what dreams may come
13/05/2010 § Leave a comment
I didn’t want it to end, but I knew that all good things must come to an end because if they don’t, they become sour or bitter or, even worse, tasteless. It is only human nature to hold onto what is comfortable and enjoyable, but it is human potential that makes us move on.
Such were my thought when I closed the blue, back-cover of Slouching Towards Bethlehem, which, as always, ended on a high note. Didion is a last-liner, ending every essay with a punchline that perfectly summarizes the 5,000 words (or so) that she just wrote, but also to provoke more curiosity — even she understands that she still might not understand what she just wrote about understanding. She eggs the reader to try and discover a different approach to explaining the cause, or root, of things that have happened or the way people are. She ended Slouching much the same.
Goodbye to all that, she titles her essay on living, no sojourning, 8-years in New York during a time that she felt she could. She describes New York as, not only a city for the very rich or the very poor but, a city for the very young. Eventually, despite the parties and the revolving-door of new faces, she became depressed, got married, and realized that life was exhausting. She and her husband went to “stay” in California for 6-months and just didn’t go back to the East. She let it go.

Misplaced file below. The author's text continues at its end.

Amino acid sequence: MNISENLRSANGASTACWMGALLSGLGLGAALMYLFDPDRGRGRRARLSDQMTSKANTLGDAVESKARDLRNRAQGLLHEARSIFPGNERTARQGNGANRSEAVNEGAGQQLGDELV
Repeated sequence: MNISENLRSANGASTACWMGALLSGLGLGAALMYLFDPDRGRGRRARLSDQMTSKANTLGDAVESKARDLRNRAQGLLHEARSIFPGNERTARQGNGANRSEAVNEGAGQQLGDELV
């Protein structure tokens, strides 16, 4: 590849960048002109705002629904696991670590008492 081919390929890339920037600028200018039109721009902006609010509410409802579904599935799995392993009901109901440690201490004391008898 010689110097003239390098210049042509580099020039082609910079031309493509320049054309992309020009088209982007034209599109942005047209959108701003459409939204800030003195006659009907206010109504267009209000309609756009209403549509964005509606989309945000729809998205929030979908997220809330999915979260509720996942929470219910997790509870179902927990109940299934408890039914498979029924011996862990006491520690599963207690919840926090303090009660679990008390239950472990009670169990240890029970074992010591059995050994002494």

Last night, — perhaps it was Didion slipping into my subconscious — I had a dream that finalized everything in my other self, the self that kept holding on. I think that dreams are not necessarily another world, but a fantastical world in which you can push your limits and explore your possibilities: You can cheat on a partner, kill someone or something, wreck havoc, fall from an escaltor that goes nowhere, run around naked in your 4th-grade classroom. Don’t be frightened, dreams are not just the about the desire to “do these things”, rather an exploration about how you would feel if you did them. It’s a good thing to feel disgust or shame when you wake up and realize that you just dreamt about burning your English-teacher’s house down. It’s a good thing when you wake up with giggles because you just spent 7-hours of REM with someone you have been in love with your entire life.
Dreams are there to test how we truly feel about something or someone. Last night, my dream questioned my intentions, and even though I pursued the desire, I woke up with a pit in my stomach, like I had done something awful and disrespectful and, well, just wrong. Through my dream, I began to realize that pain is a powerful thing, and even though it hurts like a sonofabitch, it helps heal the heart. It’s as if the final rope has been cut, allowing the ship to sail away, the dock remaining in the bay.
I can remember, quite vividly, how it all began. There is always hope in the beginning. Hope is a powerful feeling, so moments of hope one always remembers. Once, a friend asked me where it all went wrong. I said, I didn’t really know, I couldn’t pinpoint it exactly. I guess I would have to figure out when and where the hope died.
It is easier to see the beginnings of things, and harder to see the ends, quoth Didion.
Perhaps, that is what dreams are made for: they help you see things. They mindfully play, not the beginning nor the end, but what could have been, making you realize that you are over the possibilities and would rather live in reality.